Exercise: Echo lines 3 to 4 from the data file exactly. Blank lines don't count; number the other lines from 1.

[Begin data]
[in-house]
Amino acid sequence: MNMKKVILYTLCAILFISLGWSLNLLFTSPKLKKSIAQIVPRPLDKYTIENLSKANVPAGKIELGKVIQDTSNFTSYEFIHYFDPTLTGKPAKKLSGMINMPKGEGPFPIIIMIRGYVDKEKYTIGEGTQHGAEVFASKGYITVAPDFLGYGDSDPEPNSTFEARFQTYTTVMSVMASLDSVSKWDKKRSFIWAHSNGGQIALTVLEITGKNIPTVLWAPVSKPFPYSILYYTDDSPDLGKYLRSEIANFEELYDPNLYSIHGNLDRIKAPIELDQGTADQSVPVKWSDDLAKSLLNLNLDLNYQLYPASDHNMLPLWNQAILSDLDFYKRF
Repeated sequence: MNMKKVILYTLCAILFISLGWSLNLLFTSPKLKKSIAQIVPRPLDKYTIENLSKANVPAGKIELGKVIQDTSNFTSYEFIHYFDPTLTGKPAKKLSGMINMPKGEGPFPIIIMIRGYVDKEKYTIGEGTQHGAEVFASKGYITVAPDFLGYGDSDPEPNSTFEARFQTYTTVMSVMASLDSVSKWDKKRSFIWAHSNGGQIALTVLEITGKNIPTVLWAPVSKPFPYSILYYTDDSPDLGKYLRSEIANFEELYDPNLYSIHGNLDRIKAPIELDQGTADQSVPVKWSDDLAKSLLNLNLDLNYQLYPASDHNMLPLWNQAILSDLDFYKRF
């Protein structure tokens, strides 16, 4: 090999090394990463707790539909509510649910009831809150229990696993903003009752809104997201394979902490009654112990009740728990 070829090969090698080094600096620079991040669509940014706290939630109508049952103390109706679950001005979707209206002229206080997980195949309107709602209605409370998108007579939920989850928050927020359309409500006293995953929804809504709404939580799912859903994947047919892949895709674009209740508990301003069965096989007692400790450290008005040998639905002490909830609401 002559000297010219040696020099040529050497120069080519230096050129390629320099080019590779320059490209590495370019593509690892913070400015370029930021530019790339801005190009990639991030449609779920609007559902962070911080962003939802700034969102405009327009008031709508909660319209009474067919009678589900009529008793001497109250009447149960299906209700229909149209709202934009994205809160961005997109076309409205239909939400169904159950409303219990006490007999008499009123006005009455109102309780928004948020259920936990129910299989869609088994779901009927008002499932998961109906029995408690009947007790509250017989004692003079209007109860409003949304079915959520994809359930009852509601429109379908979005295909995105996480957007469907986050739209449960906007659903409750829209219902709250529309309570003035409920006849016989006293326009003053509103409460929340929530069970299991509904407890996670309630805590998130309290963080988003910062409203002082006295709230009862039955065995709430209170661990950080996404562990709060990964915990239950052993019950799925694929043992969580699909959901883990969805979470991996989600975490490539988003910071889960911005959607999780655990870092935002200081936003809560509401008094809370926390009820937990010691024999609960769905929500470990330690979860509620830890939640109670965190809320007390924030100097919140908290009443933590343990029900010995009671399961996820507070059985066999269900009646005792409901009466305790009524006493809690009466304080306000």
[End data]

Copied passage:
Repeated sequence: MNMKKVILYTLCAILFISLGWSLNLLFTSPKLKKSIAQIVPRPLDKYTIENLSKANVPAGKIELGKVIQDTSNFTSYEFIHYFDPTLTGKPAKKLSGMINMPKGEGPFPIIIMIRGYVDKEKYTIGEGTQHGAEVFASKGYITVAPDFLGYGDSDPEPNSTFEARFQTYTTVMSVMASLDSVSKWDKKRSFIWAHSNGGQIALTVLEITGKNIPTVLWAPVSKPFPYSILYYTDDSPDLGKYLRSEIANFEELYDPNLYSIHGNLDRIKAPIELDQGTADQSVPVKWSDDLAKSLLNLNLDLNYQLYPASDHNMLPLWNQAILSDLDFYKRF
């Protein structure tokens, strides 16, 4: 090999090394990463707790539909509510649910009831809150229990696993903003009752809104997201394979902490009654112990009740728990 070829090969090698080094600096620079991040669509940014706290939630109508049952103390109706679950001005979707209206002229206080997980195949309107709602209605409370998108007579939920989850928050927020359309409500006293995953929804809504709404939580799912859903994947047919892949895709674009209740508990301003069965096989007692400790450290008005040998639905002490909830609401 002559000297010219040696020099040529050497120069080519230096050129390629320099080019590779320059490209590495370019593509690892913070400015370029930021530019790339801005190009990639991030449609779920609007559902962070911080962003939802700034969102405009327009008031709508909660319209009474067919009678589900009529008793001497109250009447149960299906209700229909149209709202934009994205809160961005997109076309409205239909939400169904159950409303219990006490007999008499009123006005009455109102309780928004948020259920936990129910299989869609088994779901009927008002499932998961109906029995408690009947007790509250017989004692003079209007109860409003949304079915959520994809359930009852509601429109379908979005295909995105996480957007469907986050739209449960906007659903409750829209219902709250529309309570003035409920006849016989006293326009003053509103409460929340929530069970299991509904407890996670309630805590998130309290963080988003910062409203002082006295709230009862039955065995709430209170661990950080996404562990709060990964915990239950052993019950799925694929043992969580699909959901883990969805979470991996989600975490490539988003910071889960911005959607999780655990870092935002200081936003809560509401008094809370926390009820937990010691024999609960769905929500470990330690979860509620830890939640109670965190809320007390924030100097919140908290009443933590343990029900010995009671399961996820507070059985066999269900009646005792409901009466305790009524006493809690009466304080306000």